WEST BERLIN -- Rudolf Hess, Hitler's deputy who parachuted into Scotland on a self-described solo 'peace mission' during World War II, died Monday after 46 years in prison, an Allied powers spokesman said.
Hess, the last surviving top Nazi leader, was 93. He was serving a life term in four-power Spandau War Crimes Prison in the British secetor of Berlin.
Hess's remains will be turned over to his family in West Germany for burial, Anderson Purdon, a British spokesman, said.
There was no immediate announcement of the cause of death, but the aged, ailing Hess in recent years had been a frequent patient in the nearby British Military Hospital.
Hess, who publicly maintained his loyalty to Hitler throughout his imprisonment, was the last of seven top Nazi leaders sent to the Spandau prison in the British sector of Berlin, which is run jointly by Britain, France, the United States and the Soviets. The prison now will be torn down, Purdon said.
The six other Nazi leaders sent to Spandau from Nuremberg were either granted amnesty or served their terms. The $800,000 a year it cost to keep Hess in prison was paid by the West Berlin city government.
Hess's son, Wolf-Ruediger Hess, a 49-year-old Munich engineer, arrived at Spandau Prison Monday night.
About 70 people gathered outside the 116-year-old, red brick prison in the suburban Spandau district. A few placed flowers along the prison wall.
Hess was alone in the prison since Oct. 1, 1966, when Hilter Youth Leader Baldur von Schirach and war production chief Albert Speer completed their 20-year terms.
His captivity began on May 10, 1941, when he parachuted into Scotland on what some historians believe was a wild attempt to make peace with Britain.
American, Soviet, British and French judges sentenced Hess to life imprisonment on Oct. 1, 1946, at the International Military Tribunal at Nuremberg after the Nazi defeat.
To the end he thought of himself as the deputy fuehrer of the National Socialist German Workers Party -- the official name of the Nazi party that came to power in Germany in 1933 and in six years began the most destructive war the world had ever known.
The West Berlin city government in a statement expressed regret that Hess had not been able to spend his last days with his family as he wished.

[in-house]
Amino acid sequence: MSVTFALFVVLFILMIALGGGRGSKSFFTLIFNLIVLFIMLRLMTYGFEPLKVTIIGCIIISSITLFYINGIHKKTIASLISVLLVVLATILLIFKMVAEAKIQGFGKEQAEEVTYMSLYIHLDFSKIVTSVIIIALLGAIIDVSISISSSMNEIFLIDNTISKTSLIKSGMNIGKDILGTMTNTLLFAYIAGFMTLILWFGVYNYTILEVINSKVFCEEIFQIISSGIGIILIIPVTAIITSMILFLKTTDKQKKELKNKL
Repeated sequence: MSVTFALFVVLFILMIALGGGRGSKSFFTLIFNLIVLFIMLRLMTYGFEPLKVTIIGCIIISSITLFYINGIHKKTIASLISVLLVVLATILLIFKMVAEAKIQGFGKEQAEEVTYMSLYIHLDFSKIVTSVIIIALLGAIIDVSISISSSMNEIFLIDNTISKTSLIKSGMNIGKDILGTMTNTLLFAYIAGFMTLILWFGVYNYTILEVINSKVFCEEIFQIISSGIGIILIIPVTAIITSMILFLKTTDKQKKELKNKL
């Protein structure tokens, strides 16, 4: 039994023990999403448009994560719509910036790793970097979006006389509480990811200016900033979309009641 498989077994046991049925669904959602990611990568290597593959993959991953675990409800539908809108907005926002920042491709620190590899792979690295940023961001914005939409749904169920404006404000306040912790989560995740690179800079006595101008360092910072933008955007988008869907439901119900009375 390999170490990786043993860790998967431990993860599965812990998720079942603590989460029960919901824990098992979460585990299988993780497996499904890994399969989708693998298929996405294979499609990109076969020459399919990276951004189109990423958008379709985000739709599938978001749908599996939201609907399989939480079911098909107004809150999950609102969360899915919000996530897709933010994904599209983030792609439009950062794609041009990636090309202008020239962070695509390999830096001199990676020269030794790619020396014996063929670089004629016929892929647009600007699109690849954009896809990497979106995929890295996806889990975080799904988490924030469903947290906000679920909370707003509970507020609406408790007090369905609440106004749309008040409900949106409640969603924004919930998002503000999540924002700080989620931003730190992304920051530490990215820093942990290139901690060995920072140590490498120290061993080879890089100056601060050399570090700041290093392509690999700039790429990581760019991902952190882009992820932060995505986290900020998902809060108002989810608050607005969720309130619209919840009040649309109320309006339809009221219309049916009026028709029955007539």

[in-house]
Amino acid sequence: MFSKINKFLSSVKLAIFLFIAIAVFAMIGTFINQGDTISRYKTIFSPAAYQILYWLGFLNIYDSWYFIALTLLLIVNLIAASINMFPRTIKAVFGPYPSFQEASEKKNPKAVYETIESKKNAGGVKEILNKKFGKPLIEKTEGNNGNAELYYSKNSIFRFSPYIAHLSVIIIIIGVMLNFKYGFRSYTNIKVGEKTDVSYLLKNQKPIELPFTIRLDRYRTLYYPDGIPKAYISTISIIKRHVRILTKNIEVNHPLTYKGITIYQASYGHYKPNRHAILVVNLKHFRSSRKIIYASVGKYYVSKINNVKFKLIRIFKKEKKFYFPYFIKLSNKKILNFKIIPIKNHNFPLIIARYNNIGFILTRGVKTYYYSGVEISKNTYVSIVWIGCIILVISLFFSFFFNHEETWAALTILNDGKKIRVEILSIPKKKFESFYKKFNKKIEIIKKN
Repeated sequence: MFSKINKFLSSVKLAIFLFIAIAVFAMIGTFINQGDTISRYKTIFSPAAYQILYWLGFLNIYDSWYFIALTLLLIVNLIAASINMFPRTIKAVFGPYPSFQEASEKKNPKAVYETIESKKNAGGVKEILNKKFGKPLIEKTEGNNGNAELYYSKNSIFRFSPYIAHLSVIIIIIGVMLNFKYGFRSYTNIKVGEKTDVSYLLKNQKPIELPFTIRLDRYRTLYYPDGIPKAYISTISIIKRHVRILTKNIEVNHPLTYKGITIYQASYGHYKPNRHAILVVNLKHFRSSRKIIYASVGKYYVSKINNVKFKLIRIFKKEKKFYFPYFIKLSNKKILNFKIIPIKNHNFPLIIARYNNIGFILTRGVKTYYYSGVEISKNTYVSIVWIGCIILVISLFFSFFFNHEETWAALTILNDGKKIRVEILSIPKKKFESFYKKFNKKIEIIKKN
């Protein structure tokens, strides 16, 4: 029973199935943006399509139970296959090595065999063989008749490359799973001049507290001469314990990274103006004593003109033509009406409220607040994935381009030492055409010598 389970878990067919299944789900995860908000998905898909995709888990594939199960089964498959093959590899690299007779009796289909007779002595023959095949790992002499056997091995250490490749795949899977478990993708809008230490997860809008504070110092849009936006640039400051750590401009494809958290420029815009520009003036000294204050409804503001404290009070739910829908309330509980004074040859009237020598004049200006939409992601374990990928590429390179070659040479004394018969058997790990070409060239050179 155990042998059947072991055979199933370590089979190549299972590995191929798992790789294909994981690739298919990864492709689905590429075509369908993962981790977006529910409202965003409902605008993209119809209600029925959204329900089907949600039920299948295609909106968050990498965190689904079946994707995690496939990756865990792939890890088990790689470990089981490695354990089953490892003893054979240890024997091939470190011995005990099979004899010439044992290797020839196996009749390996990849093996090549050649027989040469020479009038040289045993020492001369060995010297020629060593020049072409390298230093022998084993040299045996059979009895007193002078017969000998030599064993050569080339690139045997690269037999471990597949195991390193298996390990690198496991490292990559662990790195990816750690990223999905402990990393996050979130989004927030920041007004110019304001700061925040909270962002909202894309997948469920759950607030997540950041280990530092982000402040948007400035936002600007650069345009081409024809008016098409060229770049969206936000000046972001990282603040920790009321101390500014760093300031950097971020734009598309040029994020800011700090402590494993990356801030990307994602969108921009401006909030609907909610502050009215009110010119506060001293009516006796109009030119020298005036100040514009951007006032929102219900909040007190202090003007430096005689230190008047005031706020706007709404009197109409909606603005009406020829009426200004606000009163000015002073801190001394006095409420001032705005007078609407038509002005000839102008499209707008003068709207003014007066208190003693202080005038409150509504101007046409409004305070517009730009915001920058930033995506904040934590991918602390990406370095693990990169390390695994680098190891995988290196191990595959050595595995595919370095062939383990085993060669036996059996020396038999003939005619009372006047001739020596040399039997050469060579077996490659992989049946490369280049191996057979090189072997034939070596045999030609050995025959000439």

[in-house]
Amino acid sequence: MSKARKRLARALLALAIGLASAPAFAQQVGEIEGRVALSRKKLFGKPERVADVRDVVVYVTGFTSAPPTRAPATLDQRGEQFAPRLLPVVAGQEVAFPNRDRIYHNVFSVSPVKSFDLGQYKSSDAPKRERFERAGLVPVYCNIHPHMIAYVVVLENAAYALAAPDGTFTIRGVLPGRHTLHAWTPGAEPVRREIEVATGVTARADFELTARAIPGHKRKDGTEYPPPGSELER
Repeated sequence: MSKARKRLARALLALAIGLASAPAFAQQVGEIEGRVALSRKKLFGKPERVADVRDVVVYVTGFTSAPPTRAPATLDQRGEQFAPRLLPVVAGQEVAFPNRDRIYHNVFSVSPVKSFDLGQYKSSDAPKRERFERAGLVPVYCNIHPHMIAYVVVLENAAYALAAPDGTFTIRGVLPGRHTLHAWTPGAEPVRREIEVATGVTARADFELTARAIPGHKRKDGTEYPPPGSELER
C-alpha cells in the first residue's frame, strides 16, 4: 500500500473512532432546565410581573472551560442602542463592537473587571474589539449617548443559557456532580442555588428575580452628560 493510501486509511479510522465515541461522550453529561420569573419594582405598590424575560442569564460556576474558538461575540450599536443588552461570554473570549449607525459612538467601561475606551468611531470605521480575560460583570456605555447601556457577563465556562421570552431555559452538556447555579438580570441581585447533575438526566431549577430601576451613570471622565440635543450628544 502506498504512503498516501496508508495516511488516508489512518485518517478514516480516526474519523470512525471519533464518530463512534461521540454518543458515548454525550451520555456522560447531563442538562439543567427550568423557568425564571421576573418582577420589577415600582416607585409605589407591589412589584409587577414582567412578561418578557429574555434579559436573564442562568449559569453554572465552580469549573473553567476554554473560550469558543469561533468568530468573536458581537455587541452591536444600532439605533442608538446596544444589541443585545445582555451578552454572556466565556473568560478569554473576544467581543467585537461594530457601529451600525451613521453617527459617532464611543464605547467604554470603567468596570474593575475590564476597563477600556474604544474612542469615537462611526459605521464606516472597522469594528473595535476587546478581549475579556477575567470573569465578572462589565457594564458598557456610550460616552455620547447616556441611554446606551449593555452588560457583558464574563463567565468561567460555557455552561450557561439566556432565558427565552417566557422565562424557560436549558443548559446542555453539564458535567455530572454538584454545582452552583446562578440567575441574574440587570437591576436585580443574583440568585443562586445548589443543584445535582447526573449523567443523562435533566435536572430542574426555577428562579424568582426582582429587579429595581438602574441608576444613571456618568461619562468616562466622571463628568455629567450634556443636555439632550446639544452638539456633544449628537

For years, West Germany tried to gain freedom for Hess on humanitairian grounds because of his age and health. The Western Allies were willing to grant Hess an amnesty, but they were vetoed by the Soviet Union.
Speculation that Mikhail Gorbachev might change the Soviet stand were denounced in April as a provocation by Isvestia, the Soviet government's newspaper. It said releasing Hess would be tantamount to rehabilitating Nazism.
'I will die in Spandau,' Hess told Schirach when he was released after a 20-year term. 'The Russians want it that way. They still don't believe I was trying to bring about peace when I flew to Britain.'
Hess was hospitalized with pneumonia for 16 days in March. He was returned to Spandau March 17. His son, who visited his father in the hospital, said the elder Hess did not recognize him.
In New York, Abraham H. Foxman, national director of the Anti-Defamation League of B'nai B'rith, commenting on Hess's death, said, 'Justice sometimes grinds exceedingly slow but it does catch up in the end. Rudolf Hess's death closes another chapter in the infamy that was the Holocaust.
'Hess was a living symbol of that infamy as well as the last survivor of those convicted at the Nuremberg War Crimes Tribunal.'
Walter Momper, the chairman of the West Berlin Social Democratic Party, said, 'There is no reason to mourn such a man, who received a just sentence.' The West German federal government made no immediate comment on the death.
Robert Kempner, a member of the U.S. prosecution staff at the Nuremberg trials, said, 'With Rudolf Hess there died a loyal follower of Hitler.'
Hess, was born in Alexandria, Egypt, April 26, 1894, the son of a German merchant. He attended a German school in Egypt and then boarding school Germany.
Hess' 1941 flight to Britain shocked the world. With the Germans in control of most of Europe west of the Soviet Union, he parachuted at night into enemy territory on what he described as a peace mission. The Nazi attack on Russia took place six weeks later and some theories say he was trying to divert attention from the Russian front.
Hitler, had one of his worst attacks of rage and ordered the word spread that Hess had had a breakdown.
But some believe Hess went with Hitler's knowledge and that Hitler's denunciation of him as a madman was a cover. Some historians say he was seeking to negotiate and end to the war and it is unclear if he knew of Hitler's plan to move on Russia.
At Nuremberg, Hess was convicted of planning and starting a war of aggression. He was acquitted of charges he committed war crimes and crimes against humanity.
Hess attempted suicide at least twice, in 1959 and 1977. Although he was frequently ill towards the end of his life, officials said he continued reading and watched American television.
Hess told his family in letters that he was blind in one eye, had partial sight in the other, had circulatory trouble, trouble breathing, swollen legs, a rupture, and stomach and abdominal cramps.